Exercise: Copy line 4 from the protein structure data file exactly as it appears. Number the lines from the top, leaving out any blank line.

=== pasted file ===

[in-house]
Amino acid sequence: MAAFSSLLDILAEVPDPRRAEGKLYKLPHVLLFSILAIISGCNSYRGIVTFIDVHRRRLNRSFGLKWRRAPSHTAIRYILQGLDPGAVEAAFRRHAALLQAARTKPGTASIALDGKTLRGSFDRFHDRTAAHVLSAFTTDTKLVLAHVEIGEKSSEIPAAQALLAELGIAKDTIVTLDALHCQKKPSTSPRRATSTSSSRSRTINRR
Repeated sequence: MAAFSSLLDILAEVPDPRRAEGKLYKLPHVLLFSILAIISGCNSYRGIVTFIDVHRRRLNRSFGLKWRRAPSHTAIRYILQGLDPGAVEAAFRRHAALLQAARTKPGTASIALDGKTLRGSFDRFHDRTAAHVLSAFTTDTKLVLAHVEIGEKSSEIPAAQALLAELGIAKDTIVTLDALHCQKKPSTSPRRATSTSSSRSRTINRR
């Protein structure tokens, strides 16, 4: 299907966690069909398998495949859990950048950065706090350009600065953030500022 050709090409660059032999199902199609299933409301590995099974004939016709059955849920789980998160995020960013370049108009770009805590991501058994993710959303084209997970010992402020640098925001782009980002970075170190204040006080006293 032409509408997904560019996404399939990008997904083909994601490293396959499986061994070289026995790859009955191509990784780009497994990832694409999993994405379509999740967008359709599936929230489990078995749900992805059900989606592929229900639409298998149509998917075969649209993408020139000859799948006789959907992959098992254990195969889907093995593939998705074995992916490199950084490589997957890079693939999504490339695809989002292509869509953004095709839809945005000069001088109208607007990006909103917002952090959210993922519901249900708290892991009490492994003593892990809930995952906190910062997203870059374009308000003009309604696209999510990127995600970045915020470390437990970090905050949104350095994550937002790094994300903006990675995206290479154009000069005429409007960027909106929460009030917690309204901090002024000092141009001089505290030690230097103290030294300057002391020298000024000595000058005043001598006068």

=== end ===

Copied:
């Protein structure tokens, strides 16, 4: 299907966690069909398998495949859990950048950065706090350009600065953030500022 050709090409660059032999199902199609299933409301590995099974004939016709059955849920789980998160995020960013370049108009770009805590991501058994993710959303084209997970010992402020640098925001782009980002970075170190204040006080006293 032409509408997904560019996404399939990008997904083909994601490293396959499986061994070289026995790859009955191509990784780009497994990832694409999993994405379509999740967008359709599936929230489990078995749900992805059900989606592929229900639409298998149509998917075969649209993408020139000859799948006789959907992959098992254990195969889907093995593939998705074995992916490199950084490589997957890079693939999504490339695809989002292509869509953004095709839809945005000069001088109208607007990006909103917002952090959210993922519901249900708290892991009490492994003593892990809930995952906190910062997203870059374009308000003009309604696209999510990127995600970045915020470390437990970090905050949104350095994550937002790094994300903006990675995206290479154009000069005429409007960027909106929460009030917690309204901090002024000092141009001089505290030690230097103290030294300057002391020298000024000595000058005043001598006068």